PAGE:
Cerebral angiography has historically been performed through the transfemoral approach. Recently, an increasing number of centers have transitioned from transfemoral to transradial cerebral angiography1,2,3,4,5,6,7,8. This was primarily fueled by the data from the cardiology literature showing lower access-related complications, lower mortality rates, and better patient satisfaction rates with the transradial approach3,9,10,11.

For coronary procedures, the right radial artery is more often employed than the left radial artery due to greater ease for the operator12. Likewise, in cerebral transradial angiography, access has been performed almost exclusively from the right side except for isolated left vertebral artery pathology or right radial artery anatomic limitations3,13. However, there could be certain advantages to left radial access as suggested by the cardiac literature12,14,15.

This study describes our initial experience with a left radial approach for diagnostic neuroangiography and assesses the feasibility and safety of this technique.


Patient population

The study protocol was approved by the Thomas Jefferson University Institutional Review Board. Patient consent was waived due to the nature of the study. We performed a retrospective review of a prospectively maintained database of consecutive patients between April 2018 and January 2020 and identified 20 patients whom a left radial access was used for neurovascular procedures. Patient data, procedural specifics, and procedural outcomes were prospectively collected.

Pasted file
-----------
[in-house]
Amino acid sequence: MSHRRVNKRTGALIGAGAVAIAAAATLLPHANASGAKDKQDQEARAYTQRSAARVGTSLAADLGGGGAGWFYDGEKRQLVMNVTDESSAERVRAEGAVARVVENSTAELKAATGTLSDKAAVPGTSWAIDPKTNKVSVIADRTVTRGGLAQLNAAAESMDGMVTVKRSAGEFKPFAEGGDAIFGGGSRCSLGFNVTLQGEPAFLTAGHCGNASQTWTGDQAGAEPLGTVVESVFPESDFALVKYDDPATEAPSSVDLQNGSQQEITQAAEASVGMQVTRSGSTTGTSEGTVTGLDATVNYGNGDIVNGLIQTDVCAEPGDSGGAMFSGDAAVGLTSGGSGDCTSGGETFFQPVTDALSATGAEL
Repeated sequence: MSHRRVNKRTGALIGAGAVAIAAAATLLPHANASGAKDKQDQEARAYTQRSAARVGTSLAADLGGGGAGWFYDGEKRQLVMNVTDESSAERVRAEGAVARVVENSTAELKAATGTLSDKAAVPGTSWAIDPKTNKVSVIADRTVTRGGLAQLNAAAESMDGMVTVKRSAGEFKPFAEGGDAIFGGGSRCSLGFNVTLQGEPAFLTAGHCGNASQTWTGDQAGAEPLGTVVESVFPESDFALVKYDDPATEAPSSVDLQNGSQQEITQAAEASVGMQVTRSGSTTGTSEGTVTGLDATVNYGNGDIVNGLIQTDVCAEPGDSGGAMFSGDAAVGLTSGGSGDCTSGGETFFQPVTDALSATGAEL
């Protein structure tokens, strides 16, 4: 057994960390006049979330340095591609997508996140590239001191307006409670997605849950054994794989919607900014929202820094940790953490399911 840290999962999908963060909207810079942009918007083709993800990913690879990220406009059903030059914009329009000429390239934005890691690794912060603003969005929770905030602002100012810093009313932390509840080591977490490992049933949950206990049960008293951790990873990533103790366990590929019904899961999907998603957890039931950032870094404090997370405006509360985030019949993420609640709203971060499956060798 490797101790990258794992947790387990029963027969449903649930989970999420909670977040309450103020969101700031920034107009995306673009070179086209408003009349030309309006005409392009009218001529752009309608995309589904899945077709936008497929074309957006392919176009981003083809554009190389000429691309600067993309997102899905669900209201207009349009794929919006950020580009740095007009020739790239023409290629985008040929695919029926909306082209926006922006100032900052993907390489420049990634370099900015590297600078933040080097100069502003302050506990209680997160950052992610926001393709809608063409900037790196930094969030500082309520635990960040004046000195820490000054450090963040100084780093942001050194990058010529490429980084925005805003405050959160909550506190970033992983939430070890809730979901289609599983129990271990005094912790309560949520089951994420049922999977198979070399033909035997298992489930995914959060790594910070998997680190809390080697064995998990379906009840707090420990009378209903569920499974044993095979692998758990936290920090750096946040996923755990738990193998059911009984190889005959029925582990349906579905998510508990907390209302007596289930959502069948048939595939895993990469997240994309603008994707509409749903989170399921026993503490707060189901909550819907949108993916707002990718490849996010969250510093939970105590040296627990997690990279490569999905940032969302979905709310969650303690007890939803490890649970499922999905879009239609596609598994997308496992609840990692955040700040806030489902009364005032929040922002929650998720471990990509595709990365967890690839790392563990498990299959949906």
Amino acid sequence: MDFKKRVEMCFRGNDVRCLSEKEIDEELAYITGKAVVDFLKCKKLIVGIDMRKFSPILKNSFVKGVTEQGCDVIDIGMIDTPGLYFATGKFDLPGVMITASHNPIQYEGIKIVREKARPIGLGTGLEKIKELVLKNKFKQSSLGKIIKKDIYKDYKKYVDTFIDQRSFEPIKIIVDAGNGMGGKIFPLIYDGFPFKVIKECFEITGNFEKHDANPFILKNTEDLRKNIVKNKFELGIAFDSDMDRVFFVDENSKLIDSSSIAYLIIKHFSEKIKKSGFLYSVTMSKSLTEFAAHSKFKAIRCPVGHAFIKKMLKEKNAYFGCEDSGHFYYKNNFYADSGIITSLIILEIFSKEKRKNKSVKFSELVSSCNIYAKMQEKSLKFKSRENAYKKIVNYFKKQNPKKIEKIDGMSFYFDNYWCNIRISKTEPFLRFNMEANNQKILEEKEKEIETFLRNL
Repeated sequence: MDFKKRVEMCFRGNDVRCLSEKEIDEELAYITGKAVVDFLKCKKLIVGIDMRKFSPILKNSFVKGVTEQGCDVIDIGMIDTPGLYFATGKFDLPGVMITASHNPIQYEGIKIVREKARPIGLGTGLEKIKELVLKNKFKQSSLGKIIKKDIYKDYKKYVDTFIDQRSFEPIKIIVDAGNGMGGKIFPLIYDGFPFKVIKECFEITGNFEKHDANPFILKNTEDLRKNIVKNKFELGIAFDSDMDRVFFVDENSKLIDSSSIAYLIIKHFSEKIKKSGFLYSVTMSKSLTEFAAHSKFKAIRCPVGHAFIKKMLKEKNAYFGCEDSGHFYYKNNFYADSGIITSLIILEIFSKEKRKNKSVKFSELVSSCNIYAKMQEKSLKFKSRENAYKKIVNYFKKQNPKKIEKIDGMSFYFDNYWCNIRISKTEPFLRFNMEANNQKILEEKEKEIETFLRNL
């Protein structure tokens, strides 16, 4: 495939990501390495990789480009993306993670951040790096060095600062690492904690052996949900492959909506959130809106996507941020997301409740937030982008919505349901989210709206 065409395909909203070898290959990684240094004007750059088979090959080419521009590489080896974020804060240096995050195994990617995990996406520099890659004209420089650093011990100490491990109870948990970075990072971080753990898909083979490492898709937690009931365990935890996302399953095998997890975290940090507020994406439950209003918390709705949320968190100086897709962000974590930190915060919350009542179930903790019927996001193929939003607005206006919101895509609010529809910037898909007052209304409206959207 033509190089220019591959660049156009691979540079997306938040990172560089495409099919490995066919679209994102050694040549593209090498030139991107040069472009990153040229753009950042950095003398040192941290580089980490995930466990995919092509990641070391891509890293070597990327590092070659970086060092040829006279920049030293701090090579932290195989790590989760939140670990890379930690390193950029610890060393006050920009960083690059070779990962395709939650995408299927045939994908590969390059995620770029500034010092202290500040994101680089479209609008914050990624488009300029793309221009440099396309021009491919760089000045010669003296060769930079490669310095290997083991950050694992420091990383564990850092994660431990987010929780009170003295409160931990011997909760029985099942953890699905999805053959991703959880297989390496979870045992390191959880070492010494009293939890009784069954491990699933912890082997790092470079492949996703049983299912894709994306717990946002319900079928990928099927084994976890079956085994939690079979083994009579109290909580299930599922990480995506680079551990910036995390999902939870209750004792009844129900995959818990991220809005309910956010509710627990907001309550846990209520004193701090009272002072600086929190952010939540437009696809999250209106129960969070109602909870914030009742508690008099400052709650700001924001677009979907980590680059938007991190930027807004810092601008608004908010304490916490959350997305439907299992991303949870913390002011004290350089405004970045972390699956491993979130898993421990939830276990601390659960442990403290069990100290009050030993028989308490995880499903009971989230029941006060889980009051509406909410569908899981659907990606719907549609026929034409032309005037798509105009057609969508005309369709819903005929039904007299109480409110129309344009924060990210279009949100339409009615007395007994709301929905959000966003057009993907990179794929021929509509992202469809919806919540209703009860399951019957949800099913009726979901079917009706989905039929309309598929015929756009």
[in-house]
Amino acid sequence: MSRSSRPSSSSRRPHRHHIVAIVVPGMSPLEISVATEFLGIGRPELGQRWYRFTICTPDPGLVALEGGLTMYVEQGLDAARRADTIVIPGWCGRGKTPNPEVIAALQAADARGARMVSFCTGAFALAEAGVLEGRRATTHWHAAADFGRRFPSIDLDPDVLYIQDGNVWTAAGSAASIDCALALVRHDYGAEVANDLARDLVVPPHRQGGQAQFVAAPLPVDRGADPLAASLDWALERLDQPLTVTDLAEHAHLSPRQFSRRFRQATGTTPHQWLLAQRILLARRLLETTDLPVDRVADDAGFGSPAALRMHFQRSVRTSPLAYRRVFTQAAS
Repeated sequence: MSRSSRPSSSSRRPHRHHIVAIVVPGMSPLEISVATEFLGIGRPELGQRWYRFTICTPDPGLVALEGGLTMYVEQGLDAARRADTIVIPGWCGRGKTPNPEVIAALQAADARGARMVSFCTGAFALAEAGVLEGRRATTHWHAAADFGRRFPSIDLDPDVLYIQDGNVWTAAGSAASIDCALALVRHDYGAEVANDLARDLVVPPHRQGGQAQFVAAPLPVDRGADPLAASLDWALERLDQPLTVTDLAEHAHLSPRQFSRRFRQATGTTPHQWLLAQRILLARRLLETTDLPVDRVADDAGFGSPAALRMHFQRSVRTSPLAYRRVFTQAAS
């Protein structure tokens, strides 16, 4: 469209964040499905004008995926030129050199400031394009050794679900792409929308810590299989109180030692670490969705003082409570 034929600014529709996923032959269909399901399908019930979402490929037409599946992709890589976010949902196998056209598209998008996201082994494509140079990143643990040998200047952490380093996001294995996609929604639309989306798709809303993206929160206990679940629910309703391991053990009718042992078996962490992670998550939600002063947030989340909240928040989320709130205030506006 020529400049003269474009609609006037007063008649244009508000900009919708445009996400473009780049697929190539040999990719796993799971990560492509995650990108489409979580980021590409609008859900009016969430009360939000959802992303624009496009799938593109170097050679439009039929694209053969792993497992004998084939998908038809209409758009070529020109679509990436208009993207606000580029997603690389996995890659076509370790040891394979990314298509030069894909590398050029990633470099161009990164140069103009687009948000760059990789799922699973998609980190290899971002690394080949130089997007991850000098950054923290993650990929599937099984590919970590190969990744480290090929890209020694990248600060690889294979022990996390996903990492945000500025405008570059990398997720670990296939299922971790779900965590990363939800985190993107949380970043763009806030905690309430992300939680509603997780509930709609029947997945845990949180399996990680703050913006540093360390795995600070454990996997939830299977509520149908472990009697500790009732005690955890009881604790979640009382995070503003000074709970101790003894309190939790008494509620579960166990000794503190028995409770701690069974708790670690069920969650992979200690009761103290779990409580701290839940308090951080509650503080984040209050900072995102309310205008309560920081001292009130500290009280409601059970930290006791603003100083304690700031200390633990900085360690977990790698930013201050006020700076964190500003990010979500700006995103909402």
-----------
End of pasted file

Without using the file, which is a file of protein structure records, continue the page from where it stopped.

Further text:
Radial artery catheterization technique

All procedures are conducted using conscious sedation. The left wrist is positioned over the left groin to bring the access site closer to the operator standing on the right side. The left wrist is prepped and draped. The right wrist is positioned against the right hip of the patient in slight pronation and prepped and draped in the event that left radial access fails. Local lidocaine is administered in the left anatomic snuffbox, and the distal left radial artery is catheterized using ultrasound guidance via double wall puncture and Seldinger technique. If access at this site fails, the left radial artery is accessed at the wrist. Catheterization is achieved using a 5-French Prelude sheath. A mix of 2000 units of heparin, 5 mg of nicardipine, and 200 mcg of nitroglycerin is administered through the sheath. A radial run is then performed to evaluate the anatomy of the left radial artery. A 5-French Simmons 2 Penumbra catheter (Penumbra, Alameda, California, USA) is used to select the target vessels in its formed configuration in a similar fashion to right transradial angiography. After the procedure is complete, the sheath is removed and a radial artery compression device is applied (Figs. 1, 2 and 3).

Figure 1
figure 1

Pictures depicting our standard setup for left transradial neuroangiography. (a) Note the position of the left hand over the left groin, and the right wrist is prepped and draped as well. (b) Ultrasound guidance is utilized. (c) The sheath in inserted through the distal transradial artery “Snuff box approach.” (d) Closure is performed with the Prelude Sync radial compression device.

Figure 2
figure 2